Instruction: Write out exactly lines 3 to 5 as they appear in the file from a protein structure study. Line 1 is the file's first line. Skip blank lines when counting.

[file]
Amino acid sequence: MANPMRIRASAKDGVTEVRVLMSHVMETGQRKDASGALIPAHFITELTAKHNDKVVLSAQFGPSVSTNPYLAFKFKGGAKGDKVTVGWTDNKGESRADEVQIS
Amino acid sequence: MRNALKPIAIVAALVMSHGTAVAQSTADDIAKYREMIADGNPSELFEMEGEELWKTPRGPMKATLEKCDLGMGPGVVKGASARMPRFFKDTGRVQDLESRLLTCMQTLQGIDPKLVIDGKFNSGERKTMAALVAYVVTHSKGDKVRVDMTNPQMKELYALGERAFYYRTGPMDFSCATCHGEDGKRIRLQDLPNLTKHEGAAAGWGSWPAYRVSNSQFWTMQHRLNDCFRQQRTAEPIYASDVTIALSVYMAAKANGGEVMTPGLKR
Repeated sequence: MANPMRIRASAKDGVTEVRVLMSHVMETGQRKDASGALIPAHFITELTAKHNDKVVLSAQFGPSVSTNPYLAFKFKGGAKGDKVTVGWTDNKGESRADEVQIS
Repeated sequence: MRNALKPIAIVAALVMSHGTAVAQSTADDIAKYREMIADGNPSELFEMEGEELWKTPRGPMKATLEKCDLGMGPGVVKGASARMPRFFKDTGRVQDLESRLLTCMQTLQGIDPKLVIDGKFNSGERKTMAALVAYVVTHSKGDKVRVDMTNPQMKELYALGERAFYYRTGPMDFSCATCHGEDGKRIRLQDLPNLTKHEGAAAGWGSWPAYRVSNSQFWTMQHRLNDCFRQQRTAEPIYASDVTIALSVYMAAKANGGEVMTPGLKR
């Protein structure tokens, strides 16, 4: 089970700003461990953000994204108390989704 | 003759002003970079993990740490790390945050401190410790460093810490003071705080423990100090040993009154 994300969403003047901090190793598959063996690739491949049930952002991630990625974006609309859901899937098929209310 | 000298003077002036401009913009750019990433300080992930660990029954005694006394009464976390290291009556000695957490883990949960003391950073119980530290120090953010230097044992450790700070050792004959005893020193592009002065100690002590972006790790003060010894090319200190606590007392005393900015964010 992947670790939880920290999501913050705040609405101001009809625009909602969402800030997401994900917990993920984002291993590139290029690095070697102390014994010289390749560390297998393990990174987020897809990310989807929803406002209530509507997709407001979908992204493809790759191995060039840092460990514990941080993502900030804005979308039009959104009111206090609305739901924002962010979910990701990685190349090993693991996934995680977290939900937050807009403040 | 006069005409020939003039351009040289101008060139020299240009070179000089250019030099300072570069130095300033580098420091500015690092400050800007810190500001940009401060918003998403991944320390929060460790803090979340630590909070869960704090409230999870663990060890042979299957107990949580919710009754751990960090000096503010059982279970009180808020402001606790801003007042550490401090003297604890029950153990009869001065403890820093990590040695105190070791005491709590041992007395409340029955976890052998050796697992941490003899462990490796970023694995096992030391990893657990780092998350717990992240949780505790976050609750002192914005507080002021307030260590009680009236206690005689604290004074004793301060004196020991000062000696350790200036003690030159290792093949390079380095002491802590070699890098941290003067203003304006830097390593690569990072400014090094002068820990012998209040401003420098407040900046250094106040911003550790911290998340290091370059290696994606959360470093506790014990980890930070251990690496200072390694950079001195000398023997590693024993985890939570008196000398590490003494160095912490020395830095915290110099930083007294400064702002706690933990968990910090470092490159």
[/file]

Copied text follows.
Repeated sequence: MANPMRIRASAKDGVTEVRVLMSHVMETGQRKDASGALIPAHFITELTAKHNDKVVLSAQFGPSVSTNPYLAFKFKGGAKGDKVTVGWTDNKGESRADEVQIS
Repeated sequence: MRNALKPIAIVAALVMSHGTAVAQSTADDIAKYREMIADGNPSELFEMEGEELWKTPRGPMKATLEKCDLGMGPGVVKGASARMPRFFKDTGRVQDLESRLLTCMQTLQGIDPKLVIDGKFNSGERKTMAALVAYVVTHSKGDKVRVDMTNPQMKELYALGERAFYYRTGPMDFSCATCHGEDGKRIRLQDLPNLTKHEGAAAGWGSWPAYRVSNSQFWTMQHRLNDCFRQQRTAEPIYASDVTIALSVYMAAKANGGEVMTPGLKR
């Protein structure tokens, strides 16, 4: 089970700003461990953000994204108390989704 | 003759002003970079993990740490790390945050401190410790460093810490003071705080423990100090040993009154 994300969403003047901090190793598959063996690739491949049930952002991630990625974006609309859901899937098929209310 | 000298003077002036401009913009750019990433300080992930660990029954005694006394009464976390290291009556000695957490883990949960003391950073119980530290120090953010230097044992450790700070050792004959005893020193592009002065100690002590972006790790003060010894090319200190606590007392005393900015964010 992947670790939880920290999501913050705040609405101001009809625009909602969402800030997401994900917990993920984002291993590139290029690095070697102390014994010289390749560390297998393990990174987020897809990310989807929803406002209530509507997709407001979908992204493809790759191995060039840092460990514990941080993502900030804005979308039009959104009111206090609305739901924002962010979910990701990685190349090993693991996934995680977290939900937050807009403040 | 006069005409020939003039351009040289101008060139020299240009070179000089250019030099300072570069130095300033580098420091500015690092400050800007810190500001940009401060918003998403991944320390929060460790803090979340630590909070869960704090409230999870663990060890042979299957107990949580919710009754751990960090000096503010059982279970009180808020402001606790801003007042550490401090003297604890029950153990009869001065403890820093990590040695105190070791005491709590041992007395409340029955976890052998050796697992941490003899462990490796970023694995096992030391990893657990780092998350717990992240949780505790976050609750002192914005507080002021307030260590009680009236206690005689604290004074004793301060004196020991000062000696350790200036003690030159290792093949390079380095002491802590070699890098941290003067203003304006830097390593690569990072400014090094002068820990012998209040401003420098407040900046250094106040911003550790911290998340290091370059290696994606959360470093506790014990980890930070251990690496200072390694950079001195000398023997590693024993985890939570008196000398590490003494160095912490020395830095915290110099930083007294400064702002706690933990968990910090470092490159």